Few people are aware of the connection between nutrition and depression while they easily understand the connection between nutritional deficiencies and physical illness. Depression is more typically thought of as strictly biochemical-based or emotionally-rooted. On the contrary, nutrition can play a key role in the onset as well as severity and duration of depression. Many of the easily noticeable food patterns that precede depression are the same as those that occur during depression. These may include poor appetite, skipping meals, and a dominant desire for sweet foods. The most common mental disorders that are currently prevalent in numerous countries are depression, bipolar disorder, schizophrenia, and obsessive-compulsive disorder OCD. Such noncompliance is a common occurrence encountered by psychiatrists.
Is intuitive eating the solution? Andrea Yu Updated December 31, Sheri Phillips Morrow was seven when she first started feeling anxious about her weight. Phillips Morrow attended daily one-on-one sessions and weigh-ins while following a strict low-fat, low-calorie diet. At first, the results were astonishing: over a period of eight months, she lost nearly 90 pounds. But once the program ended and the restrictions were lifted, she quickly regained the weight. In between, she got married, had her first child and expanded her after-school child care business. But the constant dieting put her on edge. The anxiety she felt about dieting and food preparation made her tense and moody around her family. After she gave birth to her second child at the age of 36, Phillips Morrow experienced postpartum depression. She believes that it was amplified by the anxiety and constant failure of dieting. She began to take antidepressants, but even though her mood improved, the stresses of dieting was all-consuming.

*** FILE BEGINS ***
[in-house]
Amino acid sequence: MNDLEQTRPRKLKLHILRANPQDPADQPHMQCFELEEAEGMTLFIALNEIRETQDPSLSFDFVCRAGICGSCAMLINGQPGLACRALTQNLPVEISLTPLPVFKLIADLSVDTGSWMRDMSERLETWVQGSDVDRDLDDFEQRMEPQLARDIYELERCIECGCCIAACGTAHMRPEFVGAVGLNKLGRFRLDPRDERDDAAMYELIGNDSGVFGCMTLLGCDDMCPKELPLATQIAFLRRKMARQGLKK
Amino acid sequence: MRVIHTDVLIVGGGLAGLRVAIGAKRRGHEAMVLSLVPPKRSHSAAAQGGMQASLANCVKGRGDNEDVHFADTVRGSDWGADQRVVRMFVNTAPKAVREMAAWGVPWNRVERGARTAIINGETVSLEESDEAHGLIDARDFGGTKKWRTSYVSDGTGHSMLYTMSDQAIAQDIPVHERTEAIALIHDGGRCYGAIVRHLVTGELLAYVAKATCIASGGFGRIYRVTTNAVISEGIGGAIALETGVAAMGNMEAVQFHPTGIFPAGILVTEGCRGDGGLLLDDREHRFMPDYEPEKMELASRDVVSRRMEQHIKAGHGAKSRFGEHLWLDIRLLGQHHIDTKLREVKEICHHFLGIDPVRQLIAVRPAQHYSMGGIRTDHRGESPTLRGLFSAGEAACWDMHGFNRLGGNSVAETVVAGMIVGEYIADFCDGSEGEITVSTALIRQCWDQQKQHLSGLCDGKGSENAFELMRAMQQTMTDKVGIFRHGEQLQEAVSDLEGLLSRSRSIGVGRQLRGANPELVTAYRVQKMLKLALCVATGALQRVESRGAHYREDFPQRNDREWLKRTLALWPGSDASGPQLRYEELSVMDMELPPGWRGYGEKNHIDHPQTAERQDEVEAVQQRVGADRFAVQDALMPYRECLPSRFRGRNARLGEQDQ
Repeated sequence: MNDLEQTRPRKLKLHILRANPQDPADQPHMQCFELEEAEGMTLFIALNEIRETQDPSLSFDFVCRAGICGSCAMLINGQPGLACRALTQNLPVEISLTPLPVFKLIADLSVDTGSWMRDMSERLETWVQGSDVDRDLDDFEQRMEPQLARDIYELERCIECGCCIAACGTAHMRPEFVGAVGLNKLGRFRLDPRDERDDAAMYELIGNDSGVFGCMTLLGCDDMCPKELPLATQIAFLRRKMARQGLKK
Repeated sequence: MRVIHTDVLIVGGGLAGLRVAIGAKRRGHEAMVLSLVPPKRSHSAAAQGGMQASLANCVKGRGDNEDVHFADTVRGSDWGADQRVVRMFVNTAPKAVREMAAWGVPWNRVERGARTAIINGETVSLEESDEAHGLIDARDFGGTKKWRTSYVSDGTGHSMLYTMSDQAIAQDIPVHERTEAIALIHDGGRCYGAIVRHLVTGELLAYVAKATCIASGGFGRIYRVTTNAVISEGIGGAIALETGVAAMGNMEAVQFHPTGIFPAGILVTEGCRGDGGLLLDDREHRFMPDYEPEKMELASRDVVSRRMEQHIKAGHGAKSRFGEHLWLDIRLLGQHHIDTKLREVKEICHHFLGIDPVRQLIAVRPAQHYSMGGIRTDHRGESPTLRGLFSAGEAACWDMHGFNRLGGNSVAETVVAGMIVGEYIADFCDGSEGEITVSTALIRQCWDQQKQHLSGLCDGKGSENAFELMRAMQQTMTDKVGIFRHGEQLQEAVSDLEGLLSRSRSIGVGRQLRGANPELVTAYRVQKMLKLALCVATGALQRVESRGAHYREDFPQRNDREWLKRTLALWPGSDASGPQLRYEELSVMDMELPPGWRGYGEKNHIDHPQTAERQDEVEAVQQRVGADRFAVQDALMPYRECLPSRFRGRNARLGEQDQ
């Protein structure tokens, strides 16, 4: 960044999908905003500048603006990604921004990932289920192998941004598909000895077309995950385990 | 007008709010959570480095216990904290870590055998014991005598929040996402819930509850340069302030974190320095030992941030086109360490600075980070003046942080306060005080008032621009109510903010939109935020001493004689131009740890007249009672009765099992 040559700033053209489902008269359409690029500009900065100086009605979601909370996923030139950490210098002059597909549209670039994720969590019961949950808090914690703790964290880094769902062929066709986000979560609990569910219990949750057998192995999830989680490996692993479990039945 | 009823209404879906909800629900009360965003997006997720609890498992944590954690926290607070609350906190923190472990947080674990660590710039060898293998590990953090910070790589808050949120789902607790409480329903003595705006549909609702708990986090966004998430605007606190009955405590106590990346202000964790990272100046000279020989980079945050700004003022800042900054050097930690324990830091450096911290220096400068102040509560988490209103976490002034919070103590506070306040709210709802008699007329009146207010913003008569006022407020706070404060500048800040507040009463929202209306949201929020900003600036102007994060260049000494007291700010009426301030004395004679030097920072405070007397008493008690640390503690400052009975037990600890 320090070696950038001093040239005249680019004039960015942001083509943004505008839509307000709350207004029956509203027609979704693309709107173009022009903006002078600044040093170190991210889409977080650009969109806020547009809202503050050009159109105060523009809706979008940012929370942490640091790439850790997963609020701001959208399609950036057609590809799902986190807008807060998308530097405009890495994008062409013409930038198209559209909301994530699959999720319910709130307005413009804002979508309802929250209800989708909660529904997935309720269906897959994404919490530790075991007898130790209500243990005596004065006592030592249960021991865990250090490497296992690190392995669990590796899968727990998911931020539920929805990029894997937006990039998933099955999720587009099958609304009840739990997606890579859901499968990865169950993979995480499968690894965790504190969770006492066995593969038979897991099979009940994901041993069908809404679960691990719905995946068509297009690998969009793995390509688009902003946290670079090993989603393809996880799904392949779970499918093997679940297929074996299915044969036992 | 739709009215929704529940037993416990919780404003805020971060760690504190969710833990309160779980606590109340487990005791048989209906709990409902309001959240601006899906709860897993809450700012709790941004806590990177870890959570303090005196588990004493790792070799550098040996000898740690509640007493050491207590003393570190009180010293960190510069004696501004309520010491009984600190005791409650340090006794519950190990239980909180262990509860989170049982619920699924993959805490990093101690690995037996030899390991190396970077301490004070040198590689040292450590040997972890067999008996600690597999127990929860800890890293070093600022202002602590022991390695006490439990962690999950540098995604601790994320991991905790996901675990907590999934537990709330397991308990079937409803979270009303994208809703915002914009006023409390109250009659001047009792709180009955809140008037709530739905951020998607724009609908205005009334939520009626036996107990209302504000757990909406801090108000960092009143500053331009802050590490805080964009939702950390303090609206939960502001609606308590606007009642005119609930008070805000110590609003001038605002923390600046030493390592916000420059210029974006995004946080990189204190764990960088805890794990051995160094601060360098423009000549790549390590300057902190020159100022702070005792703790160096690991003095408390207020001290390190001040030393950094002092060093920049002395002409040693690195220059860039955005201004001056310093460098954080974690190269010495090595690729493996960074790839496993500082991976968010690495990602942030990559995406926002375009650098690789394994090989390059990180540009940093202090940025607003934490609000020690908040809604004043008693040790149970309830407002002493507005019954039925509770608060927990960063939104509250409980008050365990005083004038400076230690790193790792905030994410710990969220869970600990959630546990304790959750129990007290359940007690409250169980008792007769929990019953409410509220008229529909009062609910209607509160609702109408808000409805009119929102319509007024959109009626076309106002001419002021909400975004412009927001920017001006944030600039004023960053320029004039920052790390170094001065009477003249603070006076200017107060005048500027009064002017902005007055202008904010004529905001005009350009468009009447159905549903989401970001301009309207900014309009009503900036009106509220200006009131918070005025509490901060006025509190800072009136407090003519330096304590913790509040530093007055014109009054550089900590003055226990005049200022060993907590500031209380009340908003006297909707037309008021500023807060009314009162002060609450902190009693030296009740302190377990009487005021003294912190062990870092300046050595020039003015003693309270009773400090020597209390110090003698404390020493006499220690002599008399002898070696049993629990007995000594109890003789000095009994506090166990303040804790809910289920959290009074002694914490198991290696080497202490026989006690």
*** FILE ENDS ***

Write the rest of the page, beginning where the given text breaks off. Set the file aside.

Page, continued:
If you’ve been consistently following a diet, you’ve probably noticed some perks—like being able to zip up the “goal jeans” you’ve been saving or seeing more muscle definition as fat melts away—but it most likely hasn’t been all sunshine and rainbows. Some other, less desirable effects of dieting might include feeling short-tempered, irritable or just overall down in the dumps. So what’s the skinny on this so-called “diet depression? Trigger 1: Feeling “Hangry” The most obvious reason deserves the top spot. It starts when we’re infants and never ends no matter how old we get: When we deprive our bodies of necessary fuel, we get cranky. The good news: This is a short-term problem that can be easily remedied by adding nourishing, filling foods to your plan. So often, people associate a feeling of deprivation with success, but in order to bring about long-term weight loss, it’s important to fuel your body with the right foods on a plan that you can maintain beyond just a month or two.